We reject appellants' arguments attacking the monetary sanctions substantially for the reasons expressed by the Commission in its final decision dated October 18, 2010. R. 2:11-3(e)(1)(D). We add only the following brief comments. The Commission's ignorance of appellants' financial status is due exclusively to appellants' failure to respond to the Commission's requests for information concerning the manner in which the "1% cash-back rebate" scheme operated, including the number of actual sales in which builder-sellers actually recognized and honored appellants' demand for a sales commission. Appellants cannot use their untenable recalcitrance as an appealable issue against the Commission. The balance of appellants' argument lacks sufficient merit to warrant discussion in a written opinion. R. 2:11-3(e)(1)(E).

Finally, appellants note, with great irony, that the Legislature has amended N.J.S.A. 45:15-17(k) to permit sales commission rebates to consumers under the following circumstances:

Paying any rebate, profit, compensation or commission to anyone not possessed of a real estate license, except that: (1) free, discounted or other services or products provided for in subsection g. of this section shall not constitute a violation of this subsection; and (2) a real estate broker may provide a purchaser of residential real property, but no other third party a rebate of a portion of the commission paid to the broker in a transaction, so long as: the broker and the purchaser contract for such a rebate at the onset of the broker relationship in a written document, electronic document or a buyer agency agreement; the broker complies with any State or federal requirements with respect to the disclosure of the payment of the rebate; and the broker recommends to the purchaser that the purchaser contact a tax professional concerning the tax implications of receiving that rebate. The rebate paid to the purchaser shall be in the form of a credit, reducing the amount of the commission payable to the broker, or a check paid by the closing agent and shall be made at the time of closing[.]
[N.J.S.A. 45:15-17(k) (emphasis added).]

The Legislature approved these amendments on January 17, 2010, to "take effect immediately." P.L. 2009, c.273, §5. Thus, appellants argue the Commission should have applied these amended standards when it issued it final decision on October 18, 2010. This argument misapplies well-settled principles of statutory construction and ignores the fact that appellants' rebate scheme predated the adoption of these amendments by nearly five years.

Absent a clear indication from the Legislature as to the effect of a statutory amendment, it is a long-established judicial policy to construe statutory amendments to apply prospectively. Phillips v. Curiale, 128 N.J. 608, 615 (1992); Gibbons v. Gibbons, 86 N.J. 515, 521 (1981); Olkusz v. Brown, 401 N.J.Super. 496, 498 (App. Div. 2008). This approach disfavoring retroactivity absent express language directing otherwise is predicated on the notion that "the Legislature 'is presumed to be aware of judicial construction of its enactments.'" Johnson v. Scaccetti, 192 N.J. 256, 276 (2007) (quoting DiProspero v. Penn, 183 N.J. 477, 494 (2005)).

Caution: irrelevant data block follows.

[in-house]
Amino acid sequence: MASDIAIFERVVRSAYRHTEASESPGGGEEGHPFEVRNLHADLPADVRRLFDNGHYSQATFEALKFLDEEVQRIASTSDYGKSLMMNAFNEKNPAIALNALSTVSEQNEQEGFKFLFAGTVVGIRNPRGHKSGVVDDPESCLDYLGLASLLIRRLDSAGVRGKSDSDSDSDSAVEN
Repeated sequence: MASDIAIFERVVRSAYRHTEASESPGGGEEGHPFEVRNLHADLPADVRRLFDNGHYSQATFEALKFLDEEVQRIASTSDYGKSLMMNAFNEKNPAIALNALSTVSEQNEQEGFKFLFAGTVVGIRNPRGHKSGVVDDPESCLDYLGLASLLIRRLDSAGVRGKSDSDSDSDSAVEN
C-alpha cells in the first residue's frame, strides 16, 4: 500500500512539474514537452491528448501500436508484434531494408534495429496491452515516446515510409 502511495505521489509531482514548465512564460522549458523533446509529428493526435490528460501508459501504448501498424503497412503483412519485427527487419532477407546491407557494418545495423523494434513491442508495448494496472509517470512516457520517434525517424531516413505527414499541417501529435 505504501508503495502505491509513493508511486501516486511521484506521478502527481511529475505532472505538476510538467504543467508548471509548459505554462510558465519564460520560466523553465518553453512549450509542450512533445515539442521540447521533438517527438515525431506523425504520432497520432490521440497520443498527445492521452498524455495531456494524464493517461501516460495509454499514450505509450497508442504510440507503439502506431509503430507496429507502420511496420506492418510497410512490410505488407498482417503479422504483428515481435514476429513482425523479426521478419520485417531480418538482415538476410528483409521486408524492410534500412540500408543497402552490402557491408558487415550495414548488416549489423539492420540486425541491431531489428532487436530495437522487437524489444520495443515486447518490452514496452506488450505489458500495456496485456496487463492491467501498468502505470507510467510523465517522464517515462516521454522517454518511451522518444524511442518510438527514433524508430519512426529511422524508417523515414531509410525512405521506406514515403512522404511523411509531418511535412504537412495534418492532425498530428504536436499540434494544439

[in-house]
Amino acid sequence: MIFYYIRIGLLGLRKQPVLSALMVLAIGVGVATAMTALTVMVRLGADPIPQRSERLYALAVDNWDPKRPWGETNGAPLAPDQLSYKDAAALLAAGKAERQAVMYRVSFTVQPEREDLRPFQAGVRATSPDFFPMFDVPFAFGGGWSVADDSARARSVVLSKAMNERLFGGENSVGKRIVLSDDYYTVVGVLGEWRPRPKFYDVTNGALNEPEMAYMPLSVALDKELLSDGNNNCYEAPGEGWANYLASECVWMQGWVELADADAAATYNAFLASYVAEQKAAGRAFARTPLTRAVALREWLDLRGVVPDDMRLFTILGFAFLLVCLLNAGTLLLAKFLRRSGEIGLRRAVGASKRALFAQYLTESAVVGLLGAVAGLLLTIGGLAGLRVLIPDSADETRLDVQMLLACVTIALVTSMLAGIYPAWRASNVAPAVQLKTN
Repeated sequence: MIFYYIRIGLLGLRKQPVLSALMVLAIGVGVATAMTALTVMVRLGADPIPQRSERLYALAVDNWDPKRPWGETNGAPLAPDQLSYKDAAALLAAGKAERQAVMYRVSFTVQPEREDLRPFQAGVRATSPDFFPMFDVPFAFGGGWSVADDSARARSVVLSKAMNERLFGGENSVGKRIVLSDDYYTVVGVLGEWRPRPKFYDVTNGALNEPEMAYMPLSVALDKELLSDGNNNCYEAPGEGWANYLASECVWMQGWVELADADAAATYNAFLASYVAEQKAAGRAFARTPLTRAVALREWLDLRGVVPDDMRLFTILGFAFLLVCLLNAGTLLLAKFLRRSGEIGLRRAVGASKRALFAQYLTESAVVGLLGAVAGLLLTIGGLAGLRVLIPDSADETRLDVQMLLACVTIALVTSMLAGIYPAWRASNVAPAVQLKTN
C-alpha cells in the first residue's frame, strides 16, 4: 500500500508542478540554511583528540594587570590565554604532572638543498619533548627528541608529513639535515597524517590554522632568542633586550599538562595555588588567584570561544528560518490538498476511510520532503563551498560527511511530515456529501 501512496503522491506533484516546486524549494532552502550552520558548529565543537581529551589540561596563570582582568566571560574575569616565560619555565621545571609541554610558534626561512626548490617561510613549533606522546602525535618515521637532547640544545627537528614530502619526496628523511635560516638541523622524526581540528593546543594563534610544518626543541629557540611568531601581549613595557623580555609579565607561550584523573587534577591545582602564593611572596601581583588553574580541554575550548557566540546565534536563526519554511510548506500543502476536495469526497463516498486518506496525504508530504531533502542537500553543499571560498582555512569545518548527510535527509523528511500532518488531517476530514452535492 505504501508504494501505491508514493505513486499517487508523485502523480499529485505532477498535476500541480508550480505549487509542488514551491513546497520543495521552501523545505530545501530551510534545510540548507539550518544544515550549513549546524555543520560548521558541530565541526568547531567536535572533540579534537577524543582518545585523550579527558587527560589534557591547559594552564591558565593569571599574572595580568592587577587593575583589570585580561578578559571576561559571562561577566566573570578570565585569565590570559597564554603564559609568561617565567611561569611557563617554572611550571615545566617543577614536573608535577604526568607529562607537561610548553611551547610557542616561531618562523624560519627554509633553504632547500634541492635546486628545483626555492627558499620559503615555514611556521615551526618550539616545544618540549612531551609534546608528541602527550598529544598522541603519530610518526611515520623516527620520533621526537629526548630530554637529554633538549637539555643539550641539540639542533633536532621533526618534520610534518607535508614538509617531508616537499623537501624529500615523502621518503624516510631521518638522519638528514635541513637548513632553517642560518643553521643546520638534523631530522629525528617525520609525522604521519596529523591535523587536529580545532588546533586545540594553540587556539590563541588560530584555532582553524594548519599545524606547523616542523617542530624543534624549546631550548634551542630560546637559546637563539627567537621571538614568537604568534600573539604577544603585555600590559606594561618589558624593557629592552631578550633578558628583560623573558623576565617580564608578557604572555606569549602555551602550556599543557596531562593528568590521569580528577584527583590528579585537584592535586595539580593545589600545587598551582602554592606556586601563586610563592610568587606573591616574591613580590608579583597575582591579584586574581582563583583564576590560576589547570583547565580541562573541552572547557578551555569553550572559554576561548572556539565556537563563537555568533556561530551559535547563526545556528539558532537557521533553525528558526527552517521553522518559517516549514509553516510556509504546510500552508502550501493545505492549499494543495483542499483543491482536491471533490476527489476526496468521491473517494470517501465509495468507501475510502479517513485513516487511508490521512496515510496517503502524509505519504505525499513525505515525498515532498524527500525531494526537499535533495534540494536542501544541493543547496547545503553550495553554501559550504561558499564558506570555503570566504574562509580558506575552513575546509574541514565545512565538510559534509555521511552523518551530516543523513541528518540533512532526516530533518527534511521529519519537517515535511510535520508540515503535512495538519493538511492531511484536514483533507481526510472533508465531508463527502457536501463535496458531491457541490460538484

There are also "sound public policy considerations underpinning this preference for prospective application." Olkusz, supra, 401 N.J.Super. at 502. As the Supreme Court explained in Cruz v. Cent. Jersey Landscaping, Inc., 195 N.J. 33, 45-46 (2008), prospective application of legislative enactments is consistent with fundamental notions of fairness and due process. Conversely, retroactive application is disfavored because it carries with it the potential for great unfairness. As we explained in Serrano v. Gibson:

There is general consensus among all people that notice or warning of the rule should be given in advance of the actions whose effects are to be judged by them. The hackneyed maxim that everyone is held to know the law, itself a principle of dubious wisdom, nevertheless presupposes that the law is at least susceptible of being known. But this is not possible concerning law that has yet to exist.
[304 N.J.Super. 314, 318 (App. Div. 1987) (internal citations omitted).]

Mindful of these constitutional and public policy considerations, the Supreme Court has recognized three circumstances where retroactive application of a statute may be warranted: (1) where expressly or implicitly directed by the Legislature; (2) to ameliorate or cure a judicial misinterpretation of a legislative enactment; or (3) to fulfill or carry out the parties' reasonable expectations. Gibbons, supra, 86 N.J. at 522-523. None of these factors are relevant or applicable here.

The Legislature's January 17, 2010 amendments to N.J.S.A. 45:15-17(k), permitting the payment of rebates under certain specified circumstances, do not retroactively legalize appellants' conduct in 2005.